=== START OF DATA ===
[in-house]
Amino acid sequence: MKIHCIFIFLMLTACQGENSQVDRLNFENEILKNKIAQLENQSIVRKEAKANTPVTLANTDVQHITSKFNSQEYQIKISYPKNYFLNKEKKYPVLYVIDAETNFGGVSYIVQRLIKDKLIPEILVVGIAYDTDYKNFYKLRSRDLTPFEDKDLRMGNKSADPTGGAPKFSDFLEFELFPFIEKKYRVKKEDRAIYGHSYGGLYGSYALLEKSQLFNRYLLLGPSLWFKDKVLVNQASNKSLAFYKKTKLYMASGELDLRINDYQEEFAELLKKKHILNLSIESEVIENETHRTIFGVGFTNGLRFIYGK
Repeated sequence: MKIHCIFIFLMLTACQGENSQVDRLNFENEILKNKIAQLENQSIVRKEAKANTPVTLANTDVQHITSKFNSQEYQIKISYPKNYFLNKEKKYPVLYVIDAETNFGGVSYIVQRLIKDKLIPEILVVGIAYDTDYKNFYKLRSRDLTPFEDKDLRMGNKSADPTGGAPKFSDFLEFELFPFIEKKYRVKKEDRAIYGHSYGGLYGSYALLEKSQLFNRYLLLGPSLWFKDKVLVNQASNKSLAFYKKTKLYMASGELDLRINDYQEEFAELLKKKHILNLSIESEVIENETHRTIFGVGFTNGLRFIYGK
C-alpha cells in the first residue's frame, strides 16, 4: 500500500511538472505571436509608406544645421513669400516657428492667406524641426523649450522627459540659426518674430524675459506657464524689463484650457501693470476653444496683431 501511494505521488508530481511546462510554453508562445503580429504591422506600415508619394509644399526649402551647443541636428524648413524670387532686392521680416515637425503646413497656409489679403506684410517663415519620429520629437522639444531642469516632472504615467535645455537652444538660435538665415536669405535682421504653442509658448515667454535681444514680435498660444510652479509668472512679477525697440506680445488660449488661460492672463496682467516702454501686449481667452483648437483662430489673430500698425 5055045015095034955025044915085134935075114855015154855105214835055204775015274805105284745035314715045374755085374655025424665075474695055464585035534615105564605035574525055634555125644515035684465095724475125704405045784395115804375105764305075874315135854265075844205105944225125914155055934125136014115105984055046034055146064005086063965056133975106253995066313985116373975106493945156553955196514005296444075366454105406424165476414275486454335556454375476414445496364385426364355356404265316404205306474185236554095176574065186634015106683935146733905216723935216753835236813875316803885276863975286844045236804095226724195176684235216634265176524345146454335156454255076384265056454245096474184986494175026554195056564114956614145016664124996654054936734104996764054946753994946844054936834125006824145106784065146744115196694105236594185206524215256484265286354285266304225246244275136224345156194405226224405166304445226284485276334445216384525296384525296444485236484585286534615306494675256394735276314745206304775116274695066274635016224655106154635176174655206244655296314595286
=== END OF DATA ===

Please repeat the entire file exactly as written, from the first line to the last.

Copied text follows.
[in-house]
Amino acid sequence: MKIHCIFIFLMLTACQGENSQVDRLNFENEILKNKIAQLENQSIVRKEAKANTPVTLANTDVQHITSKFNSQEYQIKISYPKNYFLNKEKKYPVLYVIDAETNFGGVSYIVQRLIKDKLIPEILVVGIAYDTDYKNFYKLRSRDLTPFEDKDLRMGNKSADPTGGAPKFSDFLEFELFPFIEKKYRVKKEDRAIYGHSYGGLYGSYALLEKSQLFNRYLLLGPSLWFKDKVLVNQASNKSLAFYKKTKLYMASGELDLRINDYQEEFAELLKKKHILNLSIESEVIENETHRTIFGVGFTNGLRFIYGK
Repeated sequence: MKIHCIFIFLMLTACQGENSQVDRLNFENEILKNKIAQLENQSIVRKEAKANTPVTLANTDVQHITSKFNSQEYQIKISYPKNYFLNKEKKYPVLYVIDAETNFGGVSYIVQRLIKDKLIPEILVVGIAYDTDYKNFYKLRSRDLTPFEDKDLRMGNKSADPTGGAPKFSDFLEFELFPFIEKKYRVKKEDRAIYGHSYGGLYGSYALLEKSQLFNRYLLLGPSLWFKDKVLVNQASNKSLAFYKKTKLYMASGELDLRINDYQEEFAELLKKKHILNLSIESEVIENETHRTIFGVGFTNGLRFIYGK
C-alpha cells in the first residue's frame, strides 16, 4: 500500500511538472505571436509608406544645421513669400516657428492667406524641426523649450522627459540659426518674430524675459506657464524689463484650457501693470476653444496683431 501511494505521488508530481511546462510554453508562445503580429504591422506600415508619394509644399526649402551647443541636428524648413524670387532686392521680416515637425503646413497656409489679403506684410517663415519620429520629437522639444531642469516632472504615467535645455537652444538660435538665415536669405535682421504653442509658448515667454535681444514680435498660444510652479509668472512679477525697440506680445488660449488661460492672463496682467516702454501686449481667452483648437483662430489673430500698425 5055045015095034955025044915085134935075114855015154855105214835055204775015274805105284745035314715045374755085374655025424665075474695055464585035534615105564605035574525055634555125644515035684465095724475125704405045784395115804375105764305075874315135854265075844205105944225125914155055934125136014115105984055046034055146064005086063965056133975106253995066313985116373975106493945156553955196514005296444075366454105406424165476414275486454335556454375476414445496364385426364355356404265316404205306474185236554095176574065186634015106683935146733905216723935216753835236813875316803885276863975286844045236804095226724195176684235216634265176524345146454335156454255076384265056454245096474184986494175026554195056564114956614145016664124996654054936734104996764054946753994946844054936834125006824145106784065146744115196694105236594185206524215256484265286354285266304225246244275136224345156194405226224405166304445226284485276334445216384525296384525296444485236484585286534615306494675256394735276314745206304775116274695066274635016224655106154635176174655206244655296314595286